Old West in Shadows

I got an interesting comment recently. Here is the comment:

Hi, love your book by the way, but I was wondering how would I use it for a Western game?

First let me say, thank you for your comment and I’m glad you enjoy the book so far. So I’m thinking, well it’s Eternal Shadows, so it’s modern horror gaming. Old West doesn’t really change that. But it does change a couple of assumptions and even perhaps makes things more interesting at the same time. So the first thing to look at is at the top of page 3. The Old West is usually concerned with the time around 1845 to 1910. Needless to say that means it’s before 1920, so if you have the right background, learning how to use a sword is possible.

There really isn’t anything you need to change about the classes. They were written to fit most time periods, not just the ’70s through now. So let’s move on to the Focuses. Obviously certain Focuses don’t exist, specifically Automatics, Computers and Piloting. The rest are still viable in this time period, with Artillery applying to new advances like gatling guns as well as the old standbys of ship cannons, Driving applies equally well to carriages and carts, and even Photography is present although it isn’t the sort of thing you can use without a tripod, a plate of flash powder and a willing subject. I dare say that most people wouldn’t have very good locks either, so the TNs for the Security Focus are probably a bit lower than the average ES adventure.

The following talent is not available: Ace Pilot.

The following talents are available but are probably less useful: Crack Driver, Linguistics. Carriages aren’t known for their maneuverability, and tricks are probably right out. Also, while there are hundreds of different languages in the setting, few settlers and the like bother to learn them, and if they do learn a language beyond their native one(s) they rarely pick up more than one, maybe two at most.

The following specializations are viable, but rare: Media Personality, Shrink.

As far as gear goes, most of it is still available. The following weapons haven’t been invented yet: Sawed-Off Shotgun, Light SMG, Heavy SMG, Assault Rifle, Mortar, Flame Thrower, Flash Bomb and Grenade. The Light Machine Gun will stand in for the Gatling Gun, but it has to be mounted on a tripod. None of the armor except the Biker Jacket is viable, and it stands in for the duster, or leather long coat. Obviously you’ll need to prune the gear list as well. As far as cost goes, you would do well to consult a source on the cost of goods in the time period, but a rough guideline would be to divide everything by 20 to 30, including the money people start with. I seem to remember that a cheap handgun was not likely to cost $20, so that’s what I came up with as an “inflation guess”. If someone figures up a better divisor I’ll put it on this post.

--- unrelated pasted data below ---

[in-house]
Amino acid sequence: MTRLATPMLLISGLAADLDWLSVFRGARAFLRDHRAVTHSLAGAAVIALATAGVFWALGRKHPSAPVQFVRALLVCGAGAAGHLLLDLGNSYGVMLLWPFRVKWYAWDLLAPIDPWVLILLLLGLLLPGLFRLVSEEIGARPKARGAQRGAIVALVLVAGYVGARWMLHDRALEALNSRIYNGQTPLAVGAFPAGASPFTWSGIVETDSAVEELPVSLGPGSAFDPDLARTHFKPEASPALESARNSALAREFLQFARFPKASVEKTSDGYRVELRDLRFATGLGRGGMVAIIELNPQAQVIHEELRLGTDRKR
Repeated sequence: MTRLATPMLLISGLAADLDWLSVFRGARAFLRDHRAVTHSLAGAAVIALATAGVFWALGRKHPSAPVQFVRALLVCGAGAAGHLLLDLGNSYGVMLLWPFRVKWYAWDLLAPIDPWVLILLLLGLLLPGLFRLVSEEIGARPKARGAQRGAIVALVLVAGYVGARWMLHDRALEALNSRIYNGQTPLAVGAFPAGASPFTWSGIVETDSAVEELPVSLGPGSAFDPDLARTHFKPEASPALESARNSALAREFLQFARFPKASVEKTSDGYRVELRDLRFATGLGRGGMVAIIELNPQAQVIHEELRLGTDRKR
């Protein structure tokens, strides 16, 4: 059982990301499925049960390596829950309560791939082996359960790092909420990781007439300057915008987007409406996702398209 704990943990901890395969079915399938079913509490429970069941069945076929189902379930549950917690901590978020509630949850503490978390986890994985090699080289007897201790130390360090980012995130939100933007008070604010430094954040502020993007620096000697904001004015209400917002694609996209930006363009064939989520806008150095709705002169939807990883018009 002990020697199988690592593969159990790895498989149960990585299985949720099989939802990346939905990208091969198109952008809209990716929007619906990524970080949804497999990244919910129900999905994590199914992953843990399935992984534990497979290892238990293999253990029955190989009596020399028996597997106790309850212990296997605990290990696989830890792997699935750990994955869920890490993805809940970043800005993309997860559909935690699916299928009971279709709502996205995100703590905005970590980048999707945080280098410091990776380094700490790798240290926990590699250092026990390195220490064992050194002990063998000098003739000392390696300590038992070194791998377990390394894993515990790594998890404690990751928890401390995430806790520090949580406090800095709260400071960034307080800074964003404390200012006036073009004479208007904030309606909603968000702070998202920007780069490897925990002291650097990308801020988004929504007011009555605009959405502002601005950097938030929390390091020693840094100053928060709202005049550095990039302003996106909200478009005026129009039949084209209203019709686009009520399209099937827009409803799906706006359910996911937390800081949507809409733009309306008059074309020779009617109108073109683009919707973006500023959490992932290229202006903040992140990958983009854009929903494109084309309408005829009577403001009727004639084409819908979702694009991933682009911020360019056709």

Nothing else changes for the players. I’ve thought about Victorian and even Viking scenarios using this rules subset, so while you could easily come up with new Specializations such as Gunslinger or Marshall, they aren’t necessary to play a few games. Victorian wouldn’t be much different from what I wrote above in any case. I’d probably also try to replicate some Native American myths as adversaries, but this is where I’d start.

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About Byron D. Molix

I am an information technology professional in Missouri. I've been an avid fan of fantasy and science fiction novels, comic books, pen and paper role-playing games, computer games and console video games for the last two decades. My dream would be to one day make a comfortable living while having the time to pursue writing (novels, rpgs, etc.) as a full-time hobby.

Posted on July 24, 2012, in AGE, Gaming and tagged , . Bookmark the permalink. 2 Comments.

  1. Cool, thanks for the info, but How would you do the specializations or Career Paths?

    Ron

    • Unless I wanted to generate new specializations for niches, I wouldn’t change the specializations much. Career Criminal is just as good for an outlaw bank robber as it is for a mafioso. Surgeon doesn’t need to change to fit a frontier doctor. Guardian doesn’t have to change, because it’s written to be pretty timeless, as are all the restricted specializations, Wiseacre, Investigative Reporter, and Detective. Cat Burglar is odd only in the name. If one were a master thief in the old west the worst you’d have to deal with regularly would be safes and guard dogs. Martial Artist even sounds like a special case because few Americans would fit the assumptions implied, but nothing in the actual descriptions prevents it going for a native american brave, a bare knuckle boxer or a dedicated warrior.

      There isn’t a need to change the Career Paths in my opinion. It’s just as unlikely that a Professor from Harvard would be much different in 1850 than in 1990 as far as what weapons they know how to use or how much money they have. You might restrict Criminal to those who actually hail from large cities, as most outlaws are from a rural environment and don’t have a lot of criminal contacts.

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